the parvo handbook

i debated writing a post about parvo for quite some time but then realized that i was looking for a post like this during our nightmare, so if there's maybe just one other blogger that will find this useful, then it's a success.  

  in an attempt to make a blogger comparison, you know the way a blogger feels when they see they've lost 100 (okay, maybe one?) followers and suddenly a pit in their stomach seems so large they should just power off and deactivate? well i like to assume that's the same emptiness a veterinarian feels when they see the 'positive' results on a parvo test for a pup. except this is a true life or death situation.  it's a nightmare to all involved: the precious pup, the animal loving vet, the new and naive pup-parents, and everyone any of them come in contact with for the next week.

so i've put together the most common questions i've received and answered them to the best of my ability. if you have any other questions, please ask!  i'm not a pro, but i've learned quite a bit.

what is parvo? 
there are very technical descriptions all over the internet, but if you're like me, that technical jargon might as well be in japanese. to me, parvo is a virus that is wildly contagious, mainly in puppies, which replicates throughout the bloodstream which ultimately destroys the lining cells and blood vessels in the intestines. there is no way to stop the parvo so constant fluids are mandatory to keep the pup from dehydrating while you let the virus take its course and hope and pray the innocent puppy will fight through the worst parts. 

is there a cure?
since parvo is a virus, there's really not a cure, just a way to make it more treatable. which include fluids to keep the body and intestines flowing. in the end, it is honestly up to the dog to keep fighting regardless of the fluids, antibiotics, love, and care it receives. 
its not the sie of the dog in the fight, its the size of the fight in the dog. 
{reggie and woodford}

what exactly about parvo is fatal?
it's tough to understand at the beginning what kills a parvo puppy since there are no exact yes or no answers from beginning to end.  however, most dogs that die from parvo actually die from either a secondary infection that is not treated, shock from their little body having to fight so hard, or not enough fluids from losing so much through diarrhea or vomiting. 

who gets parvo? and how is it spread?
most puppies receive vaccines to prevent parvo. however, at woodford's young age of 8 weeks, he only had one vaccine before he began showing symptoms.  parvo can live in the puppy for 7-10 before any symptoms begin to appear so even vaccinations are tough to fully rely on, especially if the puppy is around multiple pups.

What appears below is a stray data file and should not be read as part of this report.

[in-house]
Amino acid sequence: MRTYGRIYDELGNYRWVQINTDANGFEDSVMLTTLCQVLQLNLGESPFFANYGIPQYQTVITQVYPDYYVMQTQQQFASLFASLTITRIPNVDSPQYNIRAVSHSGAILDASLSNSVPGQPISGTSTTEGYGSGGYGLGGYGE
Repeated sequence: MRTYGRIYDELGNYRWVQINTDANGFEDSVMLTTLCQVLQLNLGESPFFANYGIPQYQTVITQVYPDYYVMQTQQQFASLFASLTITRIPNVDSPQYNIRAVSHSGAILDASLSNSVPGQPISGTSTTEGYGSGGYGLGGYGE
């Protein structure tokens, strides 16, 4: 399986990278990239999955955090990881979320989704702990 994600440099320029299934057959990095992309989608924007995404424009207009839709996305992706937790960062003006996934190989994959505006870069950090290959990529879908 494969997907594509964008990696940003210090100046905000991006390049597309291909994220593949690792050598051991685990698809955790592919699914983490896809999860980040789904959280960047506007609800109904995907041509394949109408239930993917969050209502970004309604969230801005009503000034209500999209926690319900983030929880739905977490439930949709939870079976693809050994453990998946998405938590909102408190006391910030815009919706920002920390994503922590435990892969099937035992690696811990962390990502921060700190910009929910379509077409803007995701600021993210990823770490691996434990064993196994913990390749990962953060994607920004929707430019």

a puppy with parvo bit me. can i get it?
nope. humans cant get it. there's no need to worry about that.

can older dogs get it?
yes, they can. but probably won't. don't be too afraid if you have other dogs or if your puppy has been around other dogs before being treated. the vaccinations are given at such a young age, i'm sure your dog is protected. plus, dogs are usually capable of fighting off the virus a million times better than puppies. 

can puppies get it twice?
a strong probably not. however, it's better to be safe than sorry. since their immune systems are so shot, it's safe to keep everything clean, bleached, and away from puppies to ensure they stay on the road to recovery instead of taking steps back with the chance of getting sick again. 
{woodford and his daddy makin a fire}

how did you know he was sick?
woodford began dry heaving around 2:30am and about every third time, he would spit up some clear, yellow thick fluid and his little body would just shake. it was heartbreaking. in the beginning, i figured he was still getting used to his new home, and i brought him in bed with me to comfort him. then, he became so lethargic that his little eyes wouldn't open and his body would melt into anything it was against. i called the vet and brought him in asap. as soon as we got there, i put him on the ground and he had his first diarrhea. after that, it was a ride in the fast lane to get him on fluids and begin the nightmare of a process. 

what was the scariest part?
i brought him in & he was diagnosed with parvo on tuesday. wednesday, he was doing much better and had so much  more energy. we had hopes he would come home thursday. wednesday night, he took a turn for the worse. it was so lethargic and wouldn't even open his eyes on thursday. the vet asked if we wanted to continue with treatment, especially because the cost was beginning to get expensive. that was scary. but i knew i'd keep fighting as long as he kept fighting.